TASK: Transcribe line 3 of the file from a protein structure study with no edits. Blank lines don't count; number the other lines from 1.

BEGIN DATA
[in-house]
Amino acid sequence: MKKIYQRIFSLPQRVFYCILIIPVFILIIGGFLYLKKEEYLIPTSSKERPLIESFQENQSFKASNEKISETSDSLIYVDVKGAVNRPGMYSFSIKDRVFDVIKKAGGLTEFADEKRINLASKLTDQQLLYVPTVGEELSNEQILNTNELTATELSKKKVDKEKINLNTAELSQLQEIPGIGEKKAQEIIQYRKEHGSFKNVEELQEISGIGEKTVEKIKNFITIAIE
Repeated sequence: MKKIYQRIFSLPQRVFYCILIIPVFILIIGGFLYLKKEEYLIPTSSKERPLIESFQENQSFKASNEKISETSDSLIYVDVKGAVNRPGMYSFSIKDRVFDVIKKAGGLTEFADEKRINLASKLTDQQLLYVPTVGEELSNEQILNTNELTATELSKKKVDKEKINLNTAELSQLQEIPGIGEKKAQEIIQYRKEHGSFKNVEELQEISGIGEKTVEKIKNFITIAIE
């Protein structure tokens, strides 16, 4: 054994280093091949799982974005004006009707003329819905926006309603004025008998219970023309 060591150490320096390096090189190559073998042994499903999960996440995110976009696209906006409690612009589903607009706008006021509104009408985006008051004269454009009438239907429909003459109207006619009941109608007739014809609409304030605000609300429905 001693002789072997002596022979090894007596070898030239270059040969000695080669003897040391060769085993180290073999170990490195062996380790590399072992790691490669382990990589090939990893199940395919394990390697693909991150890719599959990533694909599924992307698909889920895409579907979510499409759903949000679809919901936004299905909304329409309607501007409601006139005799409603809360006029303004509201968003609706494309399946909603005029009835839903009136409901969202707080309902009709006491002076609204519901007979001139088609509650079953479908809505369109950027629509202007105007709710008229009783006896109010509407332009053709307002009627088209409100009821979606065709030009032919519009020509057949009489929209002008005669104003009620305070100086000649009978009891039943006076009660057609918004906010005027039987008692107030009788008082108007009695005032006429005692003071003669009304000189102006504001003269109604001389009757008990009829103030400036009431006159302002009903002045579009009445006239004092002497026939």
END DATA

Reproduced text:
Repeated sequence: MKKIYQRIFSLPQRVFYCILIIPVFILIIGGFLYLKKEEYLIPTSSKERPLIESFQENQSFKASNEKISETSDSLIYVDVKGAVNRPGMYSFSIKDRVFDVIKKAGGLTEFADEKRINLASKLTDQQLLYVPTVGEELSNEQILNTNELTATELSKKKVDKEKINLNTAELSQLQEIPGIGEKKAQEIIQYRKEHGSFKNVEELQEISGIGEKTVEKIKNFITIAIE